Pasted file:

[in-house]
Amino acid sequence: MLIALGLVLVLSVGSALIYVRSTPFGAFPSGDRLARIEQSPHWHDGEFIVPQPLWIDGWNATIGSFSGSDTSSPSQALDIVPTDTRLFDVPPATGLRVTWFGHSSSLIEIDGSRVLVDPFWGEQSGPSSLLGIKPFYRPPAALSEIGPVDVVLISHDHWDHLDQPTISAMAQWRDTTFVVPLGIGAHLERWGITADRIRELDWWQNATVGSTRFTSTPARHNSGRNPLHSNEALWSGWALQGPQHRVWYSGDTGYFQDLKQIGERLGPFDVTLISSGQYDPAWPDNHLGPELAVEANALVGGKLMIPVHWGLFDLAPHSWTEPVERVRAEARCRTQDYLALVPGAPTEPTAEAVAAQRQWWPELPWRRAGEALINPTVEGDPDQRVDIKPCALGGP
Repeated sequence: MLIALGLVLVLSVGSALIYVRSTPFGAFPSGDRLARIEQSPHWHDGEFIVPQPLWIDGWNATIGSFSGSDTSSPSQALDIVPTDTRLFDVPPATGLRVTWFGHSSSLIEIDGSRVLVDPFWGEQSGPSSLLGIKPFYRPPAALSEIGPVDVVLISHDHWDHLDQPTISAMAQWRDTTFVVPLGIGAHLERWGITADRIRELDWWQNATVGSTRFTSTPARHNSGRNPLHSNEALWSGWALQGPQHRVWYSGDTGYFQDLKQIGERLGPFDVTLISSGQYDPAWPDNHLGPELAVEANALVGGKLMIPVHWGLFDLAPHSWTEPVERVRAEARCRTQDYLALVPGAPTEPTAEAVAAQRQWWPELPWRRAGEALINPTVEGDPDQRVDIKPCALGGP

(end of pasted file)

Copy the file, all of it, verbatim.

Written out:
[in-house]
Amino acid sequence: MLIALGLVLVLSVGSALIYVRSTPFGAFPSGDRLARIEQSPHWHDGEFIVPQPLWIDGWNATIGSFSGSDTSSPSQALDIVPTDTRLFDVPPATGLRVTWFGHSSSLIEIDGSRVLVDPFWGEQSGPSSLLGIKPFYRPPAALSEIGPVDVVLISHDHWDHLDQPTISAMAQWRDTTFVVPLGIGAHLERWGITADRIRELDWWQNATVGSTRFTSTPARHNSGRNPLHSNEALWSGWALQGPQHRVWYSGDTGYFQDLKQIGERLGPFDVTLISSGQYDPAWPDNHLGPELAVEANALVGGKLMIPVHWGLFDLAPHSWTEPVERVRAEARCRTQDYLALVPGAPTEPTAEAVAAQRQWWPELPWRRAGEALINPTVEGDPDQRVDIKPCALGGP
Repeated sequence: MLIALGLVLVLSVGSALIYVRSTPFGAFPSGDRLARIEQSPHWHDGEFIVPQPLWIDGWNATIGSFSGSDTSSPSQALDIVPTDTRLFDVPPATGLRVTWFGHSSSLIEIDGSRVLVDPFWGEQSGPSSLLGIKPFYRPPAALSEIGPVDVVLISHDHWDHLDQPTISAMAQWRDTTFVVPLGIGAHLERWGITADRIRELDWWQNATVGSTRFTSTPARHNSGRNPLHSNEALWSGWALQGPQHRVWYSGDTGYFQDLKQIGERLGPFDVTLISSGQYDPAWPDNHLGPELAVEANALVGGKLMIPVHWGLFDLAPHSWTEPVERVRAEARCRTQDYLALVPGAPTEPTAEAVAAQRQWWPELPWRRAGEALINPTVEGDPDQRVDIKPCALGGP